One of the guys that I've been playing boardgames with on Tuesday nights was wearing a Mythica t-shirt. I did a double and triple take, trying to place it, and then it hit me. Many people probably know by now that I love the story of the "lost MMO generation". It's a parable of corporate risk aversion that just speaks to me, particularly because its an area of work that I have interesting aspirations towards.
Brief recap on the tale for those that don't recall: Once there was a company that had become extremely risk adverse named EA. EA had two MMO projects on store shelves at the end of an MMO generation, and in a period where many more were planned and/or under development. EA lost a good amount of money on a very niche/cult MMO (Motor City Online) and instead of blaming poor planning decisions (seriously, EA, how many NASCAR-dads were interested in MMOs at the time?) they marginalized and down-played the near success of their richer MMO (Earth & Beyond) and blamed the market for their problems. "The market just wasn't big enough and wasn't expected to grow". This move surprised and frightened two mainstream publishers to renege on their plans, effectively dropping several years worth of innovation out of the market.
I generally focus my version of the story on Ubi-Soft, who in my mind made the crazier decisions (their investments were roughly 98% (Uru) and 87% (Matrix Online) ready for live play), because their MMOs were the ones that had me most interested, and I was more involved in Uru's community than any of the others (speaking of which, I'm still hoping for an early Uru beta pass...).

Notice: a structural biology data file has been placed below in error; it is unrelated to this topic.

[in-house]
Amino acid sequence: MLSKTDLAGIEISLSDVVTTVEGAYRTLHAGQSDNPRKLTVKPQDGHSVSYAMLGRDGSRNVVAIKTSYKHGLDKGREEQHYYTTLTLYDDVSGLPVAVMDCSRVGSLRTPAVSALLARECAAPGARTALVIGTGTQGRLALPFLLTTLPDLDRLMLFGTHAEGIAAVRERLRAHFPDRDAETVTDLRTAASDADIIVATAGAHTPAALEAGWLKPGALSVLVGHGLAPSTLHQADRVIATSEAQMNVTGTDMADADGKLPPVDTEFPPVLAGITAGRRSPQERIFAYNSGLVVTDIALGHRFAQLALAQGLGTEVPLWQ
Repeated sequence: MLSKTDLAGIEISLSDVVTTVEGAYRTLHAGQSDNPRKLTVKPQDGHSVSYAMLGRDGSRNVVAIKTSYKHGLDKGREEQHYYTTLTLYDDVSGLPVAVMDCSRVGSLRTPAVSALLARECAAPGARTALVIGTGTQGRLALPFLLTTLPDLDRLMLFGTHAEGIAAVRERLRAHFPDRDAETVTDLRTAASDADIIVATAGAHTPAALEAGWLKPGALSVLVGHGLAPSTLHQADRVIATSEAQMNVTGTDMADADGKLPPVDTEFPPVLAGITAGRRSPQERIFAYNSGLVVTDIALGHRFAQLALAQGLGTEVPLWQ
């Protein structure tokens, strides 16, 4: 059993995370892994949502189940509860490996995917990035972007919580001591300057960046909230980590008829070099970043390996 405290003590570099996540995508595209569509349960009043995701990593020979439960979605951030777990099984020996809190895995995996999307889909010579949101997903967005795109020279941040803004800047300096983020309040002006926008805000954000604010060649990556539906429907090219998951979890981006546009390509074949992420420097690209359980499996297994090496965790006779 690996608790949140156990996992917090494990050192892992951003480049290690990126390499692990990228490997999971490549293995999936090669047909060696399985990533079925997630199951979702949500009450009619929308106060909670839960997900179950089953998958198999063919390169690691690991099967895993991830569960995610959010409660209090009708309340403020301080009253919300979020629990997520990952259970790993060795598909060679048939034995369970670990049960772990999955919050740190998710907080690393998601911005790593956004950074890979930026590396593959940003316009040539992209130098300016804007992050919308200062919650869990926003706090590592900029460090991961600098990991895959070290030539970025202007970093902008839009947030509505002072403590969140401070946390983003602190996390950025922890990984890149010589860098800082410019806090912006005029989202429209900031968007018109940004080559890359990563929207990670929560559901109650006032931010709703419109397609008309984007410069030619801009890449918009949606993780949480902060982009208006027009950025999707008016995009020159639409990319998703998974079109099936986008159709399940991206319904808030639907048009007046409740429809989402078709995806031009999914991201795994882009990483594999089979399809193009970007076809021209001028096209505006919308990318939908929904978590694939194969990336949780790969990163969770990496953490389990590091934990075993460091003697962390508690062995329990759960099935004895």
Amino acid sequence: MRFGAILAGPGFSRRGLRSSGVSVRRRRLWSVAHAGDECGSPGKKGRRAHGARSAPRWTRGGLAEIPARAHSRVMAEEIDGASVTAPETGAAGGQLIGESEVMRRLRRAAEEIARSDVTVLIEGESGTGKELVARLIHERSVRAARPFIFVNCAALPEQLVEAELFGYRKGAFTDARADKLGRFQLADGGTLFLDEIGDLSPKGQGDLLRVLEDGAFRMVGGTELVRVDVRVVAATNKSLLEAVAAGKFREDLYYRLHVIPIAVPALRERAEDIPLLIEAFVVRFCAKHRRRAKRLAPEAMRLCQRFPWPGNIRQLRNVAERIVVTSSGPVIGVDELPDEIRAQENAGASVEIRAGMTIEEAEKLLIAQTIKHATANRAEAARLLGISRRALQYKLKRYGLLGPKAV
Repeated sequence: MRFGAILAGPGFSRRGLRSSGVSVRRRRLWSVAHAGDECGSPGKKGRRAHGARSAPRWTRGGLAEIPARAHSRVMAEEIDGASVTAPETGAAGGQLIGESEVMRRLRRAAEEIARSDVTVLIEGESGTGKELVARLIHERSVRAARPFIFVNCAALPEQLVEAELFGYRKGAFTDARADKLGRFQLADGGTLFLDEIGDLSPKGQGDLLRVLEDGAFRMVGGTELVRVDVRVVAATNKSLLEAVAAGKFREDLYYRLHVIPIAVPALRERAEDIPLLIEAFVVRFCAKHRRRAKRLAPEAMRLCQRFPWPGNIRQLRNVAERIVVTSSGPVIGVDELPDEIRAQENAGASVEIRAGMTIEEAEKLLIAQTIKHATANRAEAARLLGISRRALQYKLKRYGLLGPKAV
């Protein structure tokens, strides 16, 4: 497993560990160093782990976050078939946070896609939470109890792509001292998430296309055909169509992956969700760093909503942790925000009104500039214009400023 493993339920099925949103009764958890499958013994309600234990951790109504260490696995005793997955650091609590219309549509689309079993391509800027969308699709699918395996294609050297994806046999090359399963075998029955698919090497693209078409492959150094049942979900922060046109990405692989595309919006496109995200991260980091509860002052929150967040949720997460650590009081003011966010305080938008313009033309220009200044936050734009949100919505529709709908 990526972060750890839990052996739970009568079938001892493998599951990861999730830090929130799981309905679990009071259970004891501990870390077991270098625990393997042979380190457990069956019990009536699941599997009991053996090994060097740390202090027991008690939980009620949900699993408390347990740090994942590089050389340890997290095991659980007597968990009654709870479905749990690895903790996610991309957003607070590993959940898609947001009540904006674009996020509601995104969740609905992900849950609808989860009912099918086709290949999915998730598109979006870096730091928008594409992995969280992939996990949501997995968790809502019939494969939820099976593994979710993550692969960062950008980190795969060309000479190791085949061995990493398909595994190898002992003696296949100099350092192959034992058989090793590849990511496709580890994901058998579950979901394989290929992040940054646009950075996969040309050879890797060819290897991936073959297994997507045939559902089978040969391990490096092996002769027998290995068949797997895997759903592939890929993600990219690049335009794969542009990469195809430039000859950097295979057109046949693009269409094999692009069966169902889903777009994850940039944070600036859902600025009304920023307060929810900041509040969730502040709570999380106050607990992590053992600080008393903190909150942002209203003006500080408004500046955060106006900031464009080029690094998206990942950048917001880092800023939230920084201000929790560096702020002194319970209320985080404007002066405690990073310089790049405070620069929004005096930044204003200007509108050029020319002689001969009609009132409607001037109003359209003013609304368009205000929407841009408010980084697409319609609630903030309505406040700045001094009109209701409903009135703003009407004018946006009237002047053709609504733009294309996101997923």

Mythica was the bigger, more notorious, of two Microsoft MMO projects that were cancelled mid-development, also within months of the EA decision. Mythica had rumors of some very cool technology and some true innovation, and gathered a fairly interesting community just from those rumors.
The real tragedy of Mythica can, and was, and will forever be sealed with the words: World of Warcraft. There are still people that are "amazed" by how Blizzard so quickly gobbled up a huge marketshare. I wasn't, because I knew that the market was there all along. (EA's decision sent a mass exodus of MMO gamers to Eve. Ubi's decision created an intriquing diaspora. The drop in competition helped immensely to establish the Asian MMO publishers.) Blizzard had the guts to tell their risk adverse parent company to ignore the EA drop out, and were the first major title of the "lost generation" to make it to market by virtue of being the last one standing.
World of Warcraft used the formula of "major license" + "previous generation MMO tech" for success. Mythica, without the major license but with more innovative tech, might possibly have been real competition to World of Warcraft. Tragically the market will never know what it missed.